West Chester University Theatre proudly presents their ambitious take on the beloved classic, “My Fair Lady.” Adapted from George Bernard Shaw’s “Pygmalion,” the musical tells the story of Eliza DooLittle, a young flower girl with a horrid cockney accent living in the slums of London. After an abrupt encounter with brilliant Professor Henry Higgins, a speech pathologist and studier of phonetics, she decides to become his pupil and learns the refinement of speech necessary to start up her own flower shop. Unsurprisingly, the pair clash in ways that seem irreparable and the audience is left to wonder if this ambitious journey will reach a satisfying end.
WCU’s rendition of the musical will be unlike those of your high school or community theatre productions. A cast of 12 play 30 characters, and they are accompanied by just two pianos instead of the usual full orchestra. This production focuses heavily on the ensemble; therefore, most of the action which happens behind the scenes will be occurring right on stage, in front of the audience’s eyes. The ensemble rarely leaves the stage, if at all, and continuously supports the telling of the story.
This production features guest direction by Brenna Geffords, a Philadelphia-based theatre maker and nominee of several Barrymore Awards, as well as guest music director Josh Hartman and guest choreographer Kristen O’Rourke. Typically, the productions at West Chester are directed by a faculty member of the Department of Theatre and Dance. I had the opportunity to speak with the production’s stage manager, senior Marissa Brewer, who gave me some insight on what it was like working with a director outside of the University, “With our professors, we usually know what to expect… it took a bit to get used to [Brenna’s] process, but the way she works with the actors is really awesome,” Brewer stated. She stressed that the process was conversation-based and collaborative, “We have a Facebook group that the cast is in, and a lot of the design elements of the show are going to be inspired by the characters that the cast are creating, which is very different.” Normally the cast does not get much say in the designing of the show, especially in reference to costumes, so this is an exciting feature of this particular production.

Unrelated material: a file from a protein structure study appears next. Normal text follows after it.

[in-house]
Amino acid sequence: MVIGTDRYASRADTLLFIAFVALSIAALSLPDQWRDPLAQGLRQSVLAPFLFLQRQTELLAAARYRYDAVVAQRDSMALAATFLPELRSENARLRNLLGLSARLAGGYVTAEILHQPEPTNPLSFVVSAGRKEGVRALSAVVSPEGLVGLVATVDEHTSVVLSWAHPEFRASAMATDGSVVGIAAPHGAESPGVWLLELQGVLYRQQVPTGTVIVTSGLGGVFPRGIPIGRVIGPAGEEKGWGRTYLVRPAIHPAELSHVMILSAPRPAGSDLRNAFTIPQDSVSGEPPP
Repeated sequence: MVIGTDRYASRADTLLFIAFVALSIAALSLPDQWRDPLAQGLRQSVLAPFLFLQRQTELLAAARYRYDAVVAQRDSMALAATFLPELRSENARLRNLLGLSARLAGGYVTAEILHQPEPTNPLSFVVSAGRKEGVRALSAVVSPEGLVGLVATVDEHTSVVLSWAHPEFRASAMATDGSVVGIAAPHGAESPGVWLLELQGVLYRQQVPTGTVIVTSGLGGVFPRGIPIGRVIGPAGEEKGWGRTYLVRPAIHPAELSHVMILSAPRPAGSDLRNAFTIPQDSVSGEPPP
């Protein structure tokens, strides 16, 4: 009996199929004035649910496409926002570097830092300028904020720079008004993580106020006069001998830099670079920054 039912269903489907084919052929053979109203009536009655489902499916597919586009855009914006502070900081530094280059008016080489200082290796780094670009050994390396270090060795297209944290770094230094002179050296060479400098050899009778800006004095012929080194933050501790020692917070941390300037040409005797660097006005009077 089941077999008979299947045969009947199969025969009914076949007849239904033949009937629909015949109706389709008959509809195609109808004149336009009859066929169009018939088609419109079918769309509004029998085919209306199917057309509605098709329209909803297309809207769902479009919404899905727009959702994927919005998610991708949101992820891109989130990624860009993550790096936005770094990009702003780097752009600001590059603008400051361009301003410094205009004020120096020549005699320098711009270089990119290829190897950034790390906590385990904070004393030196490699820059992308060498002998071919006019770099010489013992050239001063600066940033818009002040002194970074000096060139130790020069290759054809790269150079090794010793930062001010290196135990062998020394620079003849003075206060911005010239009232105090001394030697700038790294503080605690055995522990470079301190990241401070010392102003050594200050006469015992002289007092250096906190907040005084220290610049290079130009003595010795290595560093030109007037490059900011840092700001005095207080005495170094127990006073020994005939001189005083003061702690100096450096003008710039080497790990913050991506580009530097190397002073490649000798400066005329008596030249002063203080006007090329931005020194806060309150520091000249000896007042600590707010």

Brewer also opened up about what it was like being a student while working on a show for the Department of Theatre and Dance. “What a lot of people don’t understand is that for a lot of the cast, including myself, this show is a grade. They have to schedule work around rehearsals and fit their other classwork around rehearsals…it can be really rough and people get really stressed.” She then gave me some insight as to what a typical Friday looked like for her, “The only time I can work, because we have rehearsals at night, is in the morning. So I’ll open and be at work at 4:00am and then go to our production meetings at noon, and then I have classes, and then I’m at rehearsals from 4:30pm to 10:00pm, so there’s my entire day. And it’s pretty much the same for the cast.” For the most part, participation in this show is a large part of the students’ academics. Rehearsals and performances are not very separate from the academic life of the students, but rather a major contribution to their grades. Think of it as live action homework for four and a half hours every night, and then going home just to do more homework for other classes. Intense, right?
Finally, we discussed why students outside of the Department of Theatre and Dance should come see this production of “My Fair Lady.” “Firstly, there are a lot of changes with the characters, as in characters you would think are typically male or female may or may not be switched, and that’s very exciting. And the cast are just a bunch of memes. They’re a really fun group and it shows when they’re on the stage.”
Brewer re-emphasized the fact that the show is very much influenced by the ideas the students, which is special because it is not often that a performance is so collaborative. It gives the students a voice. This production is also taking place on the Main Stage in the Bull Center, which is not the typical proscenium stage on which this show is usually set. “The Main Stage is such a unique space that has the audience on three sides of the stage, so we can’t exactly close the curtain and do a scene change. So it’s all happening in front of you,” Brewer described. She also stressed that it will not be the notorious three-and-a-half-hour production “My Fair Lady.” “We’re really making this show our own, which is what we’re known for here at West Chester,” Brewer continued.
Performances of “My Fair Lady” run November 8, 9, 10, 13, 14 and 15 at 7:30 p.m. The November 11 at 2:00 p.m. matinee is already sold out. Get your tickets soon! To purchase tickets please visit wcupa.edu/TheatreDanceTickets. It would be lover-ly to see you there!
Kyla Jacobs is a fifth year majoring in theater with a minor in Italian. KJ831050@wcupa.edu